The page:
• New York State Energy Research and Development Authority (NYSERDA) for its Offshore Wind Program. NYSERDA is coordinating offshore wind opportunities in New York State and is supporting the development of 9,000 megawatts of offshore wind energy by 2035 to power over six million homes. It has focused on key aspects of developing offshore wind, including supply chain and workforce development; technology research and development; pre-development research on environmental impacts, transmission and grid development; and stakeholder engagement. NYSERDA’s Offshore Wind Program offers an unprecedented opportunity to realize the state’s clean energy and public health goals. The first two projects alone will generate more than $3.2 billion in new economic activity while delivering approximately $700 million of avoided health impact benefits by displacing fossil-fuels. By 2035, offshore wind has the potential to bring billions of dollars in private investment, including major upgrades to infrastructure, 10,000 jobs, and contribute approximately 30 percent of the state’s electricity load. READ MORE
  • Sacramento Municipal Utility District (SMUD) for Energy StorageShares. Energy StorageShares is an innovative first-of-a-kind program that enables eligible commercial customers to make an up-front investment to receive a monthly on-bill credit for a 10-year term. SMUD bundles the investments with its own capital and installs battery storage in a high-value location that provides significant grid benefits. The bill credit reflects the savings the customer would have received from an on-site battery that would have reduced demand charges. The program provides guaranteed savings to the customer without impacting their business operations, creating maintenance obligations, or requiring physical space at their business for a battery system. The economies of scale significantly reduce the cost of battery energy storage, as it is much less expensive to install a few large battery systems. The program benefits all SMUD customers by using battery storage to address the locational needs of the electrical grid. READ MORE

CESA would like to thank the judges who donated their time to participate in this awards process: Ellen Anderson, senior energy researcher and former executive director, University of Minnesota’s Energy Transition Lab; Lori Bird, director of World Resource Institute’s U.S. Energy Program; Mark Bolinger, research scientist in the Electricity Markets and Policy Department at Lawrence Berkeley National Laboratory; Cameron Brooks, founder and president of E9 Energy Insight; and Meredith Hatfield, executive director of the New England Conference of Public Utilities Commissioners. The participation of the judges and the selection of these awardees are not intended to represent the views of the judges’ organizations or any of their respective members.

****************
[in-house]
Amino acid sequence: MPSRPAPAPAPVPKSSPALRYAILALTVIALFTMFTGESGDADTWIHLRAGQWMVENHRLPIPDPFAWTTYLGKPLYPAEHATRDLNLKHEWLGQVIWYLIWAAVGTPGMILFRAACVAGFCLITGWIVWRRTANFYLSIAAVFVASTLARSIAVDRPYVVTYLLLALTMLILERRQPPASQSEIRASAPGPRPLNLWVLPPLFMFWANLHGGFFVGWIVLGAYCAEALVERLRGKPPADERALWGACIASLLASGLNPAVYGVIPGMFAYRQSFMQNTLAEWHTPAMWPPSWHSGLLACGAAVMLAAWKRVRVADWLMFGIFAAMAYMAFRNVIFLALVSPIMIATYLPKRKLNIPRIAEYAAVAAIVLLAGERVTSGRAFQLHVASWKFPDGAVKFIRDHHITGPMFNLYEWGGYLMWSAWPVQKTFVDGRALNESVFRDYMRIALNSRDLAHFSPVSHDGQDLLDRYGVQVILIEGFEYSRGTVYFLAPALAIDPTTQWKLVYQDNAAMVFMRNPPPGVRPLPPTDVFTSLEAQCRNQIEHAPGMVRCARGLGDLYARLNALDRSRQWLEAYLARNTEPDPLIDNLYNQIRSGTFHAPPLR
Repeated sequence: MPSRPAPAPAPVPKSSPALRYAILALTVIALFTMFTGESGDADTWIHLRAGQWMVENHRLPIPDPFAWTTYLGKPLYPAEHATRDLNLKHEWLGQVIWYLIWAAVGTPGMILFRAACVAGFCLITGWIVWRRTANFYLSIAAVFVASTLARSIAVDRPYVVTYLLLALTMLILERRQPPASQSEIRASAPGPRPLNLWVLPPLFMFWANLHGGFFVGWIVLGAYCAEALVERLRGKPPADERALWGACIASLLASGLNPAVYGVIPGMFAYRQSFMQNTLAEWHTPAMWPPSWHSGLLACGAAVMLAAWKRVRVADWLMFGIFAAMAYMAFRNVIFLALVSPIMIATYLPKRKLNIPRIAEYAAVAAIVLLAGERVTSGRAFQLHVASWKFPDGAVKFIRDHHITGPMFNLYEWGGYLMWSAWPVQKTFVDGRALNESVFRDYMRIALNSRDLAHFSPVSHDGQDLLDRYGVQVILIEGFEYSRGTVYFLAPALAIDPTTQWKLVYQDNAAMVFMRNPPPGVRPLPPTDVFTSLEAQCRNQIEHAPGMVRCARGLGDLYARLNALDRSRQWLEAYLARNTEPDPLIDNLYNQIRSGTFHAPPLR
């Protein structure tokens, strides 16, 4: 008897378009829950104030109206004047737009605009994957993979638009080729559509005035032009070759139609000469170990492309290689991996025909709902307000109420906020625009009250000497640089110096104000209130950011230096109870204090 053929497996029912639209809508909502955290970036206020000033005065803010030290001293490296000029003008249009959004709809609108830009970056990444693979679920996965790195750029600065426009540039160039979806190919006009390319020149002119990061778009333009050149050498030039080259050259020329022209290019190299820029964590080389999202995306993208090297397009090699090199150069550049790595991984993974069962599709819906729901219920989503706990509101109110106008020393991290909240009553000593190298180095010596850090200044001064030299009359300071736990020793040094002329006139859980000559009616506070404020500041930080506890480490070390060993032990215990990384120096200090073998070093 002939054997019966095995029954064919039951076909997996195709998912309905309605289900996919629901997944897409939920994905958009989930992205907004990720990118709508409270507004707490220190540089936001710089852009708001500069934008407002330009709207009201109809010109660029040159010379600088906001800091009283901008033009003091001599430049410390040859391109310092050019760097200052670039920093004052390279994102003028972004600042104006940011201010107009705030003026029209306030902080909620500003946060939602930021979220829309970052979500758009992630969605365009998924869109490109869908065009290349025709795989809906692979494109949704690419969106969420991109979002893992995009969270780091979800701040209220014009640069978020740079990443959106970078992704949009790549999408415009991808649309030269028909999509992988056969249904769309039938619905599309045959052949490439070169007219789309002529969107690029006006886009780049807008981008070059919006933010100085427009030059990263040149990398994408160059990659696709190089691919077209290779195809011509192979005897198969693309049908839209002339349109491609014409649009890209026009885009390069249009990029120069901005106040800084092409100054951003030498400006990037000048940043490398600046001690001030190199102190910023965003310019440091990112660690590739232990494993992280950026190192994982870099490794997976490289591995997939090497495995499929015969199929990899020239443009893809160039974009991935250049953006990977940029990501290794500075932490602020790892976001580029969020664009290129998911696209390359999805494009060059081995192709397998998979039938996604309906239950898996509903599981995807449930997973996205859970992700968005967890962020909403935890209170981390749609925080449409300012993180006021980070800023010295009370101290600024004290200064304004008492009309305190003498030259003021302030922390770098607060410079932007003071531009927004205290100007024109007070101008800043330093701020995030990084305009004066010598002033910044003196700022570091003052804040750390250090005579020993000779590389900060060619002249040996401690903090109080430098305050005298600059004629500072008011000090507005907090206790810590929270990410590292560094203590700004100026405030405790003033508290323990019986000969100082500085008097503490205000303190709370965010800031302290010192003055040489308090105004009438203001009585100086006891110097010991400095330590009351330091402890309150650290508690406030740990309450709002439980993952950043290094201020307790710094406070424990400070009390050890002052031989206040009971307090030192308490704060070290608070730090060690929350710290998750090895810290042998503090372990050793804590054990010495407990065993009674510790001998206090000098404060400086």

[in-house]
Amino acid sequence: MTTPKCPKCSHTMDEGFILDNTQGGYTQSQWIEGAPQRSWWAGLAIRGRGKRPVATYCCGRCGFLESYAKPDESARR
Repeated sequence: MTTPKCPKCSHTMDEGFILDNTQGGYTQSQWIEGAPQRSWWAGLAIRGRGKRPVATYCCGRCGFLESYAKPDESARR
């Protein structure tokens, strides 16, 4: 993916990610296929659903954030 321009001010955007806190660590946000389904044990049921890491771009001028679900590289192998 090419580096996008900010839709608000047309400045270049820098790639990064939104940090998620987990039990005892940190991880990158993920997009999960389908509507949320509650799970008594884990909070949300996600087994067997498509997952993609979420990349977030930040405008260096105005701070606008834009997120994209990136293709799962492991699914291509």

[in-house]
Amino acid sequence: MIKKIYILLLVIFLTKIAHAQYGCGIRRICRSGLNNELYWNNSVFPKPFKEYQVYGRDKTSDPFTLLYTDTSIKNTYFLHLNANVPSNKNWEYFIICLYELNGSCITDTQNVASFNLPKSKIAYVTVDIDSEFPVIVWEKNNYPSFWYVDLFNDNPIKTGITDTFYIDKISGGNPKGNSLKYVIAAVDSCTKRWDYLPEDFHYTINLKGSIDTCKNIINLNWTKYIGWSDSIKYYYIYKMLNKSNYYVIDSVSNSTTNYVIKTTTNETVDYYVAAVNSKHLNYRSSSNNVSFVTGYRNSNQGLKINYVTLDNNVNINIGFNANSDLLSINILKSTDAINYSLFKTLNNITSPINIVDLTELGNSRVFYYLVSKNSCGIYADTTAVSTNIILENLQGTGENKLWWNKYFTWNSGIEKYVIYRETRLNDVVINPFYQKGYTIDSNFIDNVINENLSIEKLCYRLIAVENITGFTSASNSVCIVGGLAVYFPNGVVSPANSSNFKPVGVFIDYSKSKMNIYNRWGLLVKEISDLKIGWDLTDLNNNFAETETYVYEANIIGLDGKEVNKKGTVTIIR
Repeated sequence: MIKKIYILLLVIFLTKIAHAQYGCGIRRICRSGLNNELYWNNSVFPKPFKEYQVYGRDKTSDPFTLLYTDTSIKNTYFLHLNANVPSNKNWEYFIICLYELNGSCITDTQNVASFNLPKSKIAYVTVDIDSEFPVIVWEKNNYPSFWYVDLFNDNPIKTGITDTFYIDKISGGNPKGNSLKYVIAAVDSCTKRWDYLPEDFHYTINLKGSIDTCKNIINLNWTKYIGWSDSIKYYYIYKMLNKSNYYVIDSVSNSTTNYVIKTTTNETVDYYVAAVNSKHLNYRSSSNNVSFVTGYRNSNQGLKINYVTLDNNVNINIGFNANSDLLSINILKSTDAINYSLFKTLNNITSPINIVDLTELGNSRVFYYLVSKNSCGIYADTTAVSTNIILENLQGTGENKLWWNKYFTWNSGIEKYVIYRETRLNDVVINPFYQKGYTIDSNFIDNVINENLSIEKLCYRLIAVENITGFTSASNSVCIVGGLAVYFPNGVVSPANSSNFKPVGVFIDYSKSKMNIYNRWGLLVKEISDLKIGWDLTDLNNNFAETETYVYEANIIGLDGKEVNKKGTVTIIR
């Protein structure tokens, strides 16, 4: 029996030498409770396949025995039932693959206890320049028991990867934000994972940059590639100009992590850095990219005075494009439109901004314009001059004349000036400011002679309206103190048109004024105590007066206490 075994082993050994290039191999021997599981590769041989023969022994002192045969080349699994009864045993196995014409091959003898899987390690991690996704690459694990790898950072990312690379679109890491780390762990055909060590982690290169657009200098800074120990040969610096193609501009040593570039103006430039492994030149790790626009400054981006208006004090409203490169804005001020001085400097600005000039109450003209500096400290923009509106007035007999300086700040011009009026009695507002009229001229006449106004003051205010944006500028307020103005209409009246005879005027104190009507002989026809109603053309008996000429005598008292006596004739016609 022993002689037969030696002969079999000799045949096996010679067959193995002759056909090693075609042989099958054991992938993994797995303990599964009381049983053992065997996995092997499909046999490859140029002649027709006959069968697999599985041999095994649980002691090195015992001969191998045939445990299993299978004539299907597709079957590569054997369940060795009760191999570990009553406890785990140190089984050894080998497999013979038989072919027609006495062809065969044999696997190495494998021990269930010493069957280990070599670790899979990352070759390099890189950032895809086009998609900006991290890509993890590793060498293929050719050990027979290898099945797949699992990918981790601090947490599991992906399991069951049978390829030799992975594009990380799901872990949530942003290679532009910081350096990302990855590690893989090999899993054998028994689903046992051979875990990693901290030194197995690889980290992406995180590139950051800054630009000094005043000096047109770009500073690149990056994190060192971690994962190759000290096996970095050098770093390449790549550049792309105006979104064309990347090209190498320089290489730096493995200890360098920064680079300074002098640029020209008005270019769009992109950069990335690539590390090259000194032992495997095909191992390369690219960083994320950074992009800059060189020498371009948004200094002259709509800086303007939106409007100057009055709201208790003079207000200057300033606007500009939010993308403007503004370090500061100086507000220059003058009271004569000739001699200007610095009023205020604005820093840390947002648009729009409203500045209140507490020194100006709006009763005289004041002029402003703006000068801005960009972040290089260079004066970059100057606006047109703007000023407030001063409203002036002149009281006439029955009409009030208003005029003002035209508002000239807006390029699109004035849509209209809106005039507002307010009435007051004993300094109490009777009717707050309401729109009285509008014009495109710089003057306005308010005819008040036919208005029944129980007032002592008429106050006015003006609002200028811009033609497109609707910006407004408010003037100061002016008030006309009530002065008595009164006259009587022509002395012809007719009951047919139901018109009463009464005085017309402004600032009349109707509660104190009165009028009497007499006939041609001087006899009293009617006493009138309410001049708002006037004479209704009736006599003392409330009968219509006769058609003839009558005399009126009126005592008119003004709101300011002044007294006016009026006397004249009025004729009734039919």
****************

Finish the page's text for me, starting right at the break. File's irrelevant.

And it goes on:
In July, CESA will release a report on the State Leadership in Clean Energy Award winners that will include case studies of the programs. The report will be posted on CESA’s website at This webpage also contains information and registration links for a webinar series highlighting these exemplary programs. The webinars, which will take place in the summer and fall of 2020, will be free to attend and open to the public.

  • The Sacramento Municipal Utility District’s Energy StorageShares Program, September 2020 (details forthcoming)
  • The California Energy Commission’s Renewable Energy for Agriculture Program, October 2020 (details forthcoming)

Clean Energy Group Statement on the Nationwide Movement Against Racism

Clean Energy Group stands in solidarity with the national movement to fight racism across the country. Over the past weeks, widespread protests propelled by acts of police brutality against black communities have forced this country to confront a culture of ongoing and systemic racism. The racial disparities that have contributed to this system of oppression persist in every sector. The energy industry is no exception.

Black communities and other communities of color have for generations lived in areas with energy inefficient housing, an unreliable and outdated power grid, and contended with the highest rates of pollution from fossil-fuel power plants, the transportation sector, and storage of fossil fuels. These same communities already suffer the disproportionate burden of climate impacts due to the unabated rise in greenhouse-gas emissions and suffer from higher rates of respiratory illnesses and chronic conditions directly linked to an increased likelihood of COVID-19 related hospitalization and death.

This environmental racism shares the same roots as the myriad racial injustices and brutalities endured by black members of our society for centuries. Clean Energy Group remains committed to expanding collaborations with frontline environmental justice organizations across the country to help address these barriers to justice to bring greater equity to the clean energy movement.